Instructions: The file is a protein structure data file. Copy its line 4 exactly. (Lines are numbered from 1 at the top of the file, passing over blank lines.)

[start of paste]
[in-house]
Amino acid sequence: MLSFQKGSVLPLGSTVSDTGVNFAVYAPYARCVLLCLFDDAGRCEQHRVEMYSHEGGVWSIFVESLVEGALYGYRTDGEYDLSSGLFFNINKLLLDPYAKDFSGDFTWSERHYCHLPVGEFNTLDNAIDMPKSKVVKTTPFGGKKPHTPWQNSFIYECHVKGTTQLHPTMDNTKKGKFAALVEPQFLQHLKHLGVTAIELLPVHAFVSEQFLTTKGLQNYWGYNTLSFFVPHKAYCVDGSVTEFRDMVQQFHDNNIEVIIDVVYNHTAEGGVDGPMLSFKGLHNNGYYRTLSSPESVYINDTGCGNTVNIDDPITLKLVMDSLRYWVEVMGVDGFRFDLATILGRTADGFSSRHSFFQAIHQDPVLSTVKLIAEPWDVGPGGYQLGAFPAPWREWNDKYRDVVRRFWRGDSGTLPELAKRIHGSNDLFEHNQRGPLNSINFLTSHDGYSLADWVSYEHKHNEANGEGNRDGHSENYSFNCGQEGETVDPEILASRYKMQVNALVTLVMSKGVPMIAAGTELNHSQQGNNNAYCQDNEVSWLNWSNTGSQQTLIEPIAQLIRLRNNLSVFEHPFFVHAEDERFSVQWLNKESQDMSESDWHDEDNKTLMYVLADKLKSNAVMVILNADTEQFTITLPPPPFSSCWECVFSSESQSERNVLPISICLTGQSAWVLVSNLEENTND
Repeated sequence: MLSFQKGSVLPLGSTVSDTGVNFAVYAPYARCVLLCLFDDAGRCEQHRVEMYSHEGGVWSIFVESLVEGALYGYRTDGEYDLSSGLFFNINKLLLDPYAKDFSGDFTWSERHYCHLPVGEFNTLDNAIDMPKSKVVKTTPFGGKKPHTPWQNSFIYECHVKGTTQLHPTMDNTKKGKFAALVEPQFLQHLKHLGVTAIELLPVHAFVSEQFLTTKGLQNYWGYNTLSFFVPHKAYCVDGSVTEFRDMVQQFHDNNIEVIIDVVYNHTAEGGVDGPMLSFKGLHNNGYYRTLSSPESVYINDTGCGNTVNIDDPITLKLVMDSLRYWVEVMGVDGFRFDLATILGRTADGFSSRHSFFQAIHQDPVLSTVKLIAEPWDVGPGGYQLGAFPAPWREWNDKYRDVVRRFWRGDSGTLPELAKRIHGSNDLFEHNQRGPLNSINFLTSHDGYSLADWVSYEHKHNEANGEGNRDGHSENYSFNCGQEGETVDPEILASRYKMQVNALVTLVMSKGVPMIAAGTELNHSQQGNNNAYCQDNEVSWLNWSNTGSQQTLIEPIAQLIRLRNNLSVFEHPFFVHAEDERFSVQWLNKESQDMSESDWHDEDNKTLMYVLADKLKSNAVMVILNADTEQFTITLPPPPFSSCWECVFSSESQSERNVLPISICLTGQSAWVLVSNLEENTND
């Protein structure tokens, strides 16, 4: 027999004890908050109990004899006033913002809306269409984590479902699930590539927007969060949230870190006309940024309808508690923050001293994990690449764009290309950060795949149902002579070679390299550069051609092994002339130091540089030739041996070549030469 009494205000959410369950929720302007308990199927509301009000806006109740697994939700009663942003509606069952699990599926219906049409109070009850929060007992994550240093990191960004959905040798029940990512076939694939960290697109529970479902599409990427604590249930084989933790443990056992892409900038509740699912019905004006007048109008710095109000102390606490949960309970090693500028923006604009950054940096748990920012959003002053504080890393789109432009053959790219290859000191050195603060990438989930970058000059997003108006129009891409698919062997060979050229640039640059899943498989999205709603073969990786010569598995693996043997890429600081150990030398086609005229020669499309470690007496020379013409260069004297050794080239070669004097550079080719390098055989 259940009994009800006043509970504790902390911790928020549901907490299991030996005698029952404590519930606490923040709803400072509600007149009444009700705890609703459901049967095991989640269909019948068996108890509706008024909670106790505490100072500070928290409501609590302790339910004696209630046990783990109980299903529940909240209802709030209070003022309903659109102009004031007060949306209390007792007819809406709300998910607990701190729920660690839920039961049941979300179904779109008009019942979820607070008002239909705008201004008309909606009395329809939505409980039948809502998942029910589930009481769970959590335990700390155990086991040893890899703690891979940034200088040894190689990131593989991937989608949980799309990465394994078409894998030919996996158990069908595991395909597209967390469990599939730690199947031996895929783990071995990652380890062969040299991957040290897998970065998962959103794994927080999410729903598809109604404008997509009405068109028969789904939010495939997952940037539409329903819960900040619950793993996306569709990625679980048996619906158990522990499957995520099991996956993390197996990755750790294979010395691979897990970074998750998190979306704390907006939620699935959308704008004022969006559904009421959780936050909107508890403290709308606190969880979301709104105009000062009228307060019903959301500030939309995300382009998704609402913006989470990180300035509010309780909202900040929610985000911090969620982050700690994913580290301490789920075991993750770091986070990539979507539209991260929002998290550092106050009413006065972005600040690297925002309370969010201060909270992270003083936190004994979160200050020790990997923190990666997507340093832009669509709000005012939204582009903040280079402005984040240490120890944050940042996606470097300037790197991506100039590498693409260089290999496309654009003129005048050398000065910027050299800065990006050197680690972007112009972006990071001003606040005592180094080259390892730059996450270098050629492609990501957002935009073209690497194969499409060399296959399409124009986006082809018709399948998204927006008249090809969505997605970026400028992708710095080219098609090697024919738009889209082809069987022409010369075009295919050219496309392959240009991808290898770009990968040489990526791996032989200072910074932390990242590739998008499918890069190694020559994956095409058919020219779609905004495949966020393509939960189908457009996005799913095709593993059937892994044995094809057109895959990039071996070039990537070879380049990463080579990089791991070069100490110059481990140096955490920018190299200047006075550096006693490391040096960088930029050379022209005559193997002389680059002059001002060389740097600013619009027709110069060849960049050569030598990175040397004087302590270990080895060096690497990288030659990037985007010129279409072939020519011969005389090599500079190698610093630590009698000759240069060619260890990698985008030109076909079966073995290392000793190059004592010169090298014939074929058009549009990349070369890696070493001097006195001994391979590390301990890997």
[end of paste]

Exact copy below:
């Protein structure tokens, strides 16, 4: 027999004890908050109990004899006033913002809306269409984590479902699930590539927007969060949230870190006309940024309808508690923050001293994990690449764009290309950060795949149902002579070679390299550069051609092994002339130091540089030739041996070549030469 009494205000959410369950929720302007308990199927509301009000806006109740697994939700009663942003509606069952699990599926219906049409109070009850929060007992994550240093990191960004959905040798029940990512076939694939960290697109529970479902599409990427604590249930084989933790443990056992892409900038509740699912019905004006007048109008710095109000102390606490949960309970090693500028923006604009950054940096748990920012959003002053504080890393789109432009053959790219290859000191050195603060990438989930970058000059997003108006129009891409698919062997060979050229640039640059899943498989999205709603073969990786010569598995693996043997890429600081150990030398086609005229020669499309470690007496020379013409260069004297050794080239070669004097550079080719390098055989 259940009994009800006043509970504790902390911790928020549901907490299991030996005698029952404590519930606490923040709803400072509600007149009444009700705890609703459901049967095991989640269909019948068996108890509706008024909670106790505490100072500070928290409501609590302790339910004696209630046990783990109980299903529940909240209802709030209070003022309903659109102009004031007060949306209390007792007819809406709300998910607990701190729920660690839920039961049941979300179904779109008009019942979820607070008002239909705008201004008309909606009395329809939505409980039948809502998942029910589930009481769970959590335990700390155990086991040893890899703690891979940034200088040894190689990131593989991937989608949980799309990465394994078409894998030919996996158990069908595991395909597209967390469990599939730690199947031996895929783990071995990652380890062969040299991957040290897998970065998962959103794994927080999410729903598809109604404008997509009405068109028969789904939010495939997952940037539409329903819960900040619950793993996306569709990625679980048996619906158990522990499957995520099991996956993390197996990755750790294979010395691979897990970074998750998190979306704390907006939620699935959308704008004022969006559904009421959780936050909107508890403290709308606190969880979301709104105009000062009228307060019903959301500030939309995300382009998704609402913006989470990180300035509010309780909202900040929610985000911090969620982050700690994913580290301490789920075991993750770091986070990539979507539209991260929002998290550092106050009413006065972005600040690297925002309370969010201060909270992270003083936190004994979160200050020790990997923190990666997507340093832009669509709000005012939204582009903040280079402005984040240490120890944050940042996606470097300037790197991506100039590498693409260089290999496309654009003129005048050398000065910027050299800065990006050197680690972007112009972006990071001003606040005592180094080259390892730059996450270098050629492609990501957002935009073209690497194969499409060399296959399409124009986006082809018709399948998204927006008249090809969505997605970026400028992708710095080219098609090697024919738009889209082809069987022409010369075009295919050219496309392959240009991808290898770009990968040489990526791996032989200072910074932390990242590739998008499918890069190694020559994956095409058919020219779609905004495949966020393509939960189908457009996005799913095709593993059937892994044995094809057109895959990039071996070039990537070879380049990463080579990089791991070069100490110059481990140096955490920018190299200047006075550096006693490391040096960088930029050379022209005559193997002389680059002059001002060389740097600013619009027709110069060849960049050569030598990175040397004087302590270990080895060096690497990288030659990037985007010129279409072939020519011969005389090599500079190698610093630590009698000759240069060619260890990698985008030109076909079966073995290392000793190059004592010169090298014939074929058009549009990349070369890696070493001097006195001994391979590390301990890997």